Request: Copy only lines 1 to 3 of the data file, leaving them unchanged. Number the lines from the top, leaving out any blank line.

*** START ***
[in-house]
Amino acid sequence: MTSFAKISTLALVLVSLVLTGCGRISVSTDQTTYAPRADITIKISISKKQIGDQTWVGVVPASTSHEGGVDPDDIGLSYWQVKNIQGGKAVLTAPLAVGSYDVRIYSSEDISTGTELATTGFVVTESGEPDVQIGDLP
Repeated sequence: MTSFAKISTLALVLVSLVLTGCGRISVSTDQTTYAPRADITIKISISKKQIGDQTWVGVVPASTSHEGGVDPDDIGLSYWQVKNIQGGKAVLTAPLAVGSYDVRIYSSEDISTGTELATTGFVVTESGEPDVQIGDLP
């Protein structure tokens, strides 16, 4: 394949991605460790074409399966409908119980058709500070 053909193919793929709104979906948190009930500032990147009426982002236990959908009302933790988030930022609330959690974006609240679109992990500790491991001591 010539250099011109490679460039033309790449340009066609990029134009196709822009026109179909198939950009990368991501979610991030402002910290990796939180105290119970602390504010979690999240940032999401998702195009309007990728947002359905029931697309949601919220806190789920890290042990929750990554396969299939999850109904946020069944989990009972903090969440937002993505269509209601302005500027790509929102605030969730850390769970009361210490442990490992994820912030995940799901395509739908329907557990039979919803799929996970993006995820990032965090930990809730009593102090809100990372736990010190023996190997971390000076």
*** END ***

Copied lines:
[in-house]
Amino acid sequence: MTSFAKISTLALVLVSLVLTGCGRISVSTDQTTYAPRADITIKISISKKQIGDQTWVGVVPASTSHEGGVDPDDIGLSYWQVKNIQGGKAVLTAPLAVGSYDVRIYSSEDISTGTELATTGFVVTESGEPDVQIGDLP
Repeated sequence: MTSFAKISTLALVLVSLVLTGCGRISVSTDQTTYAPRADITIKISISKKQIGDQTWVGVVPASTSHEGGVDPDDIGLSYWQVKNIQGGKAVLTAPLAVGSYDVRIYSSEDISTGTELATTGFVVTESGEPDVQIGDLP